OK just to show you the baklava baking resplendently in the outdoor fırın/ovens. It’s made with olive oil, BTW, not butter, from their own olives from their own olive trees, picked with their own fair hands.
This was Wednesday.
On Thursday it was the day for preparing the sarma: the stuffed vine leaves. This was an all-out effort with all Leyla‘s friends coming round to lend a hand. Emine called me to say Come! They are starting!
So off I shot, camera in hand and this is what I saw:
They were hard at it on Friday late afternoon, the hazırlık günü as they called it. Again all the women were seated on the ground outside but this time chopping up the beef that the men tossed them. At the same time, two gypsy drummers arrived and set themselves down at the end there.
From our house next door I could hear them beating their drums and I can tell you, it was hard to resist! Again, I shot round to see what was up. I perched myself as discreetly as possible on the edge of the scene and just observed:
On Saturday we had the real düğün down at the school: in other words in the old playground. It isn’t used any more because of the government policy of making old primary schools redundant. But this one has the most fabulous location! I didn’t take photos as TT said for god’s sake, we aren’t tourists.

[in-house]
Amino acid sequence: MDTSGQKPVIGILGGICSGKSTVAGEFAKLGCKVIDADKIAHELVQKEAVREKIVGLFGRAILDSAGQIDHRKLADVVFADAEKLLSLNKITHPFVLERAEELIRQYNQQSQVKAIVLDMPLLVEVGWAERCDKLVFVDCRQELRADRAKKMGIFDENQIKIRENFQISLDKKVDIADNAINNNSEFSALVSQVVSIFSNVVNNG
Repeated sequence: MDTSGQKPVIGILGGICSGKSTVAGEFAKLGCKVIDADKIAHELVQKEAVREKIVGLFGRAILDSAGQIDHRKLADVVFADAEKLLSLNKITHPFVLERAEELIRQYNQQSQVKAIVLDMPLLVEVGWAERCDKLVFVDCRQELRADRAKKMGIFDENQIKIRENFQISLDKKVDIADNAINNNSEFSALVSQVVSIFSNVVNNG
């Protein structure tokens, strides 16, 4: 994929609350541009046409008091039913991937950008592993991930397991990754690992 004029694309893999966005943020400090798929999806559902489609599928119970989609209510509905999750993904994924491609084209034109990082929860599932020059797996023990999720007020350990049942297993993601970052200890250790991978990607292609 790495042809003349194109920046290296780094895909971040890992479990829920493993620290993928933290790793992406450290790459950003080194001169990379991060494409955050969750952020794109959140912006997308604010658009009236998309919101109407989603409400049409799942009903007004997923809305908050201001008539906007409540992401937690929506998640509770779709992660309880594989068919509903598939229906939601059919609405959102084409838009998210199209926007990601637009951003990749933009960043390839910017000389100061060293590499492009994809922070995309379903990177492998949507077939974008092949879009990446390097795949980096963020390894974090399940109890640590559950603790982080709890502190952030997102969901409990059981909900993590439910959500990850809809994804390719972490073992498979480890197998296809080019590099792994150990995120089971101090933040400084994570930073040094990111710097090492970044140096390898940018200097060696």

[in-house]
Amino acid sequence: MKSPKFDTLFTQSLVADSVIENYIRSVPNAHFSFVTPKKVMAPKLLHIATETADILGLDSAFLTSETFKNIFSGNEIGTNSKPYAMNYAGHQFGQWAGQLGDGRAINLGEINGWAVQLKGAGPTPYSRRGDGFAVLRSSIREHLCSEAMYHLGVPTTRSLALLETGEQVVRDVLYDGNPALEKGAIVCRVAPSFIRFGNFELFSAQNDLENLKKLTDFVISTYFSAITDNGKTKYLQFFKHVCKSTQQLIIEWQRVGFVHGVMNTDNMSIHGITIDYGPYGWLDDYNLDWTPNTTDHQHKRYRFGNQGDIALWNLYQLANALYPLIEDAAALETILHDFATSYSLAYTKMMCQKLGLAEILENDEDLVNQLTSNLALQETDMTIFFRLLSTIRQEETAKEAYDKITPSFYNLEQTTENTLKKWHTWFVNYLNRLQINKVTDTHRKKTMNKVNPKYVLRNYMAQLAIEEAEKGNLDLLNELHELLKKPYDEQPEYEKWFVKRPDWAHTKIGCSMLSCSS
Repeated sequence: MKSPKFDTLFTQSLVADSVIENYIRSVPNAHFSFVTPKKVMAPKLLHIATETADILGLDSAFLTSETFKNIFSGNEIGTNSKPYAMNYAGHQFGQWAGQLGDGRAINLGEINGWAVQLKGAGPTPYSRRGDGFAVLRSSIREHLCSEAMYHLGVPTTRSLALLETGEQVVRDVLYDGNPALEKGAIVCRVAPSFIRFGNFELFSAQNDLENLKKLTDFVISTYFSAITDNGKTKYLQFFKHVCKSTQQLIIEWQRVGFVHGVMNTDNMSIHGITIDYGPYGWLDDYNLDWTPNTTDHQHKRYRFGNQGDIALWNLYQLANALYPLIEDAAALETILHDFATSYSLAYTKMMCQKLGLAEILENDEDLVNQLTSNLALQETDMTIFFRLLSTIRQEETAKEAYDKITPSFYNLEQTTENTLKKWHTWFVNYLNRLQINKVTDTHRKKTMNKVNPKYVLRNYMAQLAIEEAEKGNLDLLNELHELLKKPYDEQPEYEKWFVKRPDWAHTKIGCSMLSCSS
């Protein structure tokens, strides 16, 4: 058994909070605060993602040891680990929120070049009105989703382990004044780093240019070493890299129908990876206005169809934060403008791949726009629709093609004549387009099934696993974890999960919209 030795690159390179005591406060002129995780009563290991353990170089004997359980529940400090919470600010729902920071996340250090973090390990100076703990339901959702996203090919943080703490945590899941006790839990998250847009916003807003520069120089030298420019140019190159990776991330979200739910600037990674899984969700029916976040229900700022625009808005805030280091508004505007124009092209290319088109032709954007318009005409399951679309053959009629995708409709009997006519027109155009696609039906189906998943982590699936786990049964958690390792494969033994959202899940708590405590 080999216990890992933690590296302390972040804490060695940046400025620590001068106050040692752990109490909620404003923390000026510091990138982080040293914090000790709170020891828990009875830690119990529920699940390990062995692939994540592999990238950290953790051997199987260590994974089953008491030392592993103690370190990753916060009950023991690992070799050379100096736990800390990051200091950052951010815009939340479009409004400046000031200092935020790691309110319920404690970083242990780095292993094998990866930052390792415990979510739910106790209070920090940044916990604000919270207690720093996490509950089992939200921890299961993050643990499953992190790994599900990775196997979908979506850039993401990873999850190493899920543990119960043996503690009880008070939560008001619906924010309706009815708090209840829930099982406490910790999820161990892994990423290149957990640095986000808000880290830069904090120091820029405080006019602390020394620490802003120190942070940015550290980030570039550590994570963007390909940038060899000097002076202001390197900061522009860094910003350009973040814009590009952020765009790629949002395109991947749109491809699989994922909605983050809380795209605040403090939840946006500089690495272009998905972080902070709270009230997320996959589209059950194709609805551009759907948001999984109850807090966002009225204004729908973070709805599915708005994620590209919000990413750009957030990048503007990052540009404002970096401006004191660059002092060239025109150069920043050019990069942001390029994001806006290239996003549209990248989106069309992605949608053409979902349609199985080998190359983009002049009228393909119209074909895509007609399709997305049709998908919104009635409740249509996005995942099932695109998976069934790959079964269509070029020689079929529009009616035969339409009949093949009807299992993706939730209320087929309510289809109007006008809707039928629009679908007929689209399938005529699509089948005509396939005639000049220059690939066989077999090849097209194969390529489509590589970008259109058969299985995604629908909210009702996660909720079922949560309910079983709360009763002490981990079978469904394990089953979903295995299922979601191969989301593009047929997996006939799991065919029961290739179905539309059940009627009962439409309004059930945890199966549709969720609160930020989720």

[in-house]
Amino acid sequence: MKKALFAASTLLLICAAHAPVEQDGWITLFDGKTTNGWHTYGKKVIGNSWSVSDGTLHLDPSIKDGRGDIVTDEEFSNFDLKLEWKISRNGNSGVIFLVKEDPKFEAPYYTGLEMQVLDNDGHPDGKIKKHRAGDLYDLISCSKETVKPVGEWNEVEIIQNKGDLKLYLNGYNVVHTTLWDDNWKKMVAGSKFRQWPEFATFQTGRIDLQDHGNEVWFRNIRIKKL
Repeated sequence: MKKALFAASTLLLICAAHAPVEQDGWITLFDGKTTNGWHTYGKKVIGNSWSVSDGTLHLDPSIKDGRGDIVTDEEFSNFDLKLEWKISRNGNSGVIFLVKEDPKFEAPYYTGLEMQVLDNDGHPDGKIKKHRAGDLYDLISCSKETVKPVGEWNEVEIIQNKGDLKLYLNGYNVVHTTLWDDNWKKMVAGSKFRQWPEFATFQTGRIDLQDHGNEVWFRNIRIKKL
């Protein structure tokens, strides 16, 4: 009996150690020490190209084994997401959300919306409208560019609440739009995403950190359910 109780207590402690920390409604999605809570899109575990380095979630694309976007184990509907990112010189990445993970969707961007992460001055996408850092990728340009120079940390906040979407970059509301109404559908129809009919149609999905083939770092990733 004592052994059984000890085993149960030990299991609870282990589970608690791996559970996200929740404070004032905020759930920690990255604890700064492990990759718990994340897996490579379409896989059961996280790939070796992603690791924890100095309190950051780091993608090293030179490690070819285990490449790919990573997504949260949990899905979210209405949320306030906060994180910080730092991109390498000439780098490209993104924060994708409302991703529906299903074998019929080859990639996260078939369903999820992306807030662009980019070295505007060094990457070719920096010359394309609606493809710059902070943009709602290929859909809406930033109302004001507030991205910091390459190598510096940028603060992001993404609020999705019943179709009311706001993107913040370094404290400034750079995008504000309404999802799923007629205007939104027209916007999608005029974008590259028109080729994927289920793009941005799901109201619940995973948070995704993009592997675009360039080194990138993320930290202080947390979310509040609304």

But then Sunday dawned bright and clear: this was the day the groom’s side came to ‘take’ the bride. But before this, there was a tap at the door and there was Emine herself with two bowls of mercimek or lentil soup, apparently the traditional start to the day that we were supposed to have gone next door for. It was full of flavour, lots of lemon and dried mint. We enjoyed it and excused ourselves for not knowing the custom.
However, I was waiting for the ‘other side’ to make their appearance. I changed out of my shorts in good time so I could go outside and take photographs. It was about 5pm when I heard the beep beep of the cars advancing. I must admit I had a lump in my throat. It was all so symbolic.
In the evening we were invited to the groom’s village for the return düğün: another feast and yet more music and dancing, this time in their school playground. As well as fireworks, which we’d had on Saturday night too, there was a cake with flares! Gökhan is the son of the muhtar, the local village headman, so there was a big turnout.
As you can see, everybody there is female! In contrast to our village, almost everyone there was covered. Yet, when it came to the dancing, they were all up on their feet! Not the men, though. They hang around at the back and observe! Seems the young ones at least go to eye up the local talent with an eye to future matrimonial arrangements.
All of this without a drop of alcohol! And everybody obviously enjoyed every minute of it! I think what was remarkable is how they all pulled together and yet had fun at the same time. The bride was remarkably unstressed throughout.
Now it’s back to normal life for everybody, and for Emine and Gökhan, as they say here:
bir yastıkta kocayın – may you age on the same pillow!